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Shop Foremen

Modified on Saturday, 31 January 2015 04:28 PM by mpieler Categorized as Consultants Corner
Shop foremen
Vol. 23 #1, May 1996

Most foremen are former line workers with the know-how of setting up and running an extrusion line. They represent key people in your company and can make or break you! Down time is very expensive! It is paramount that these foremen run the lines efficiently. Your rapport with them should be on a high level.

Many have a limited education, but it doesn’t mean they can’t attain higher levels of knowledge. Day in and day out, the same plastic materials are extruded. Do they have any idea of what’s happening when the pellets drop onto the screw and material moves forward, changing from hard to soft pellets and finally moving out of the die like syrup? You can explain, without using technical terms, what is happening inside the barrel. I like to inject some simple theory explaining screw action, cylinder temperatures, die design, and the importance of uniformly cooling the product to avoid built in stresses and distortion, without using any technical terms.

We had lines running rigid PVC, ABS. and polyethylene of varying densities. ABS and the ethylenes ran rather easily, but the PVC was a "sensitive animal". The foremen knew it could burn easily. Once burning started, there was no way it could be corrected. The barrel and die had to be purged, and the machine restarted. Heat history was a term new to many foremen. We ex plained that one heat history meant the material went through the machine once. The foremen learned they had to be careful when adding PVC regrinds.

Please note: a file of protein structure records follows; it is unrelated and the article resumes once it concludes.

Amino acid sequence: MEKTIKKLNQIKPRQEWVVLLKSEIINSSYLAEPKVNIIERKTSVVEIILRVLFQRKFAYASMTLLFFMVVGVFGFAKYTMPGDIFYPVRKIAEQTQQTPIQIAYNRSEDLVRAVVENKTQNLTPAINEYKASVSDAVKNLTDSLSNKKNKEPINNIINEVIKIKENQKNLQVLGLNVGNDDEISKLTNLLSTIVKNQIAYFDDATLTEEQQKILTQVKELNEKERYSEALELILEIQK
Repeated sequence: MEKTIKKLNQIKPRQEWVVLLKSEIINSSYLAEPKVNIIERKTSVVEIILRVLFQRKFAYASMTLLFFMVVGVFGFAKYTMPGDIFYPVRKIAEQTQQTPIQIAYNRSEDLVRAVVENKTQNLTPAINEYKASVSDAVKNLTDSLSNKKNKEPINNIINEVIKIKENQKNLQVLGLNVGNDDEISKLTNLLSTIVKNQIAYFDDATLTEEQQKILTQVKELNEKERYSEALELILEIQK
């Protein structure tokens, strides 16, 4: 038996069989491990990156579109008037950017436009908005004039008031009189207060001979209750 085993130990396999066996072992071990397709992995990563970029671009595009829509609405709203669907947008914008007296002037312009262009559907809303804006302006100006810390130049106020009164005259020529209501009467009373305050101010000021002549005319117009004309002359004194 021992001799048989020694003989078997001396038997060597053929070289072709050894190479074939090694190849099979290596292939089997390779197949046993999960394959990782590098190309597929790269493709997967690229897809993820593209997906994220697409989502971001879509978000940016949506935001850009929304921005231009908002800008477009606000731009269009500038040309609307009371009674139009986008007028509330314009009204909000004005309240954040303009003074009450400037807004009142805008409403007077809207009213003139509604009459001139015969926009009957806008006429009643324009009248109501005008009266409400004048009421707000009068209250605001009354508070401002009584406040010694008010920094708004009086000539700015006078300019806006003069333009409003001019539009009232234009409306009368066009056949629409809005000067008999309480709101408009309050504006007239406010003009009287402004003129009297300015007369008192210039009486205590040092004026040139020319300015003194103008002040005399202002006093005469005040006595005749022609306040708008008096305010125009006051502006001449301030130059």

Your foremen are key workers. Larger and well organized companies have training sessions for foremen and supervisors. There are a multitude of companies who are small, operating with a minimum number of workers who feel they cannot take time to hold training sessions. Many high schools, community colleges, trade schools, etc., offer courses that could be great help to the foremen. It may be worth while for the company to pay for the training. We sent one foreman to a night school to learn simple machine design. After one year, he was placed in the engineering department, assisting the engineers in design work.

It is a good idea to have a six month review with each foreman. Like many of us, we think we are well organized and know all the answers. Be patient and listen in your review. He/she may open up and give you a few pointers you had never known. Don’t be too critical with him/her. Carefully explain where that person can improve. Be careful, foremen are harder to acquire than line workers.

Our extrusion and molding plant was small. With the okay by management, I organized monthly meetings with the foremen and supervisors. We had these sessions in a nice restaurant on Saturday mornings (no weekend shifts). This gave foremen a chance to discuss problems that ranged from material extrusion, forming, cooling, and even packaging. By each foreman contributing, it gave them a sense of being part of the team. It was important to have the men pass their knowledge to the line worker. Our meetings were about 1-1/2 hours long. I took notes, which each man received. Sometimes, one foreman was delegated to follow a suggestion made at the meeting regarding a problem on the line. This gave him responsibility and a sense of pride.

A few points to keep in mind:

1. Foremen represent the heart of the production plant.
2. Maintain a good, but disciplined, relationship.
3. Impress upon the foremen that they can have a good future and that their position is not the end of the line.
4. Discuss the possibilities of in-house training sessions with your supervisors. Check with the SPE regarding the training sessions that only take about 2 hours.
5. In a small plant, encourage your fore men to seek more education….trade schools, high schools, community colleges, etc.
6. Take one or more of the foremen to your plastic society meetings. Not only would they learn something, but it would be a real morale booster.
7. Organize your own training session, preferably outside of the plant. Have no more than ten in a session.
8. Records show that training programs for the foremen pay off for management; actually everyone profits.

- Don Biklen

See also:
  • Back to basics for profile extrusion
  • The importance of periodic audits of extrusion performance

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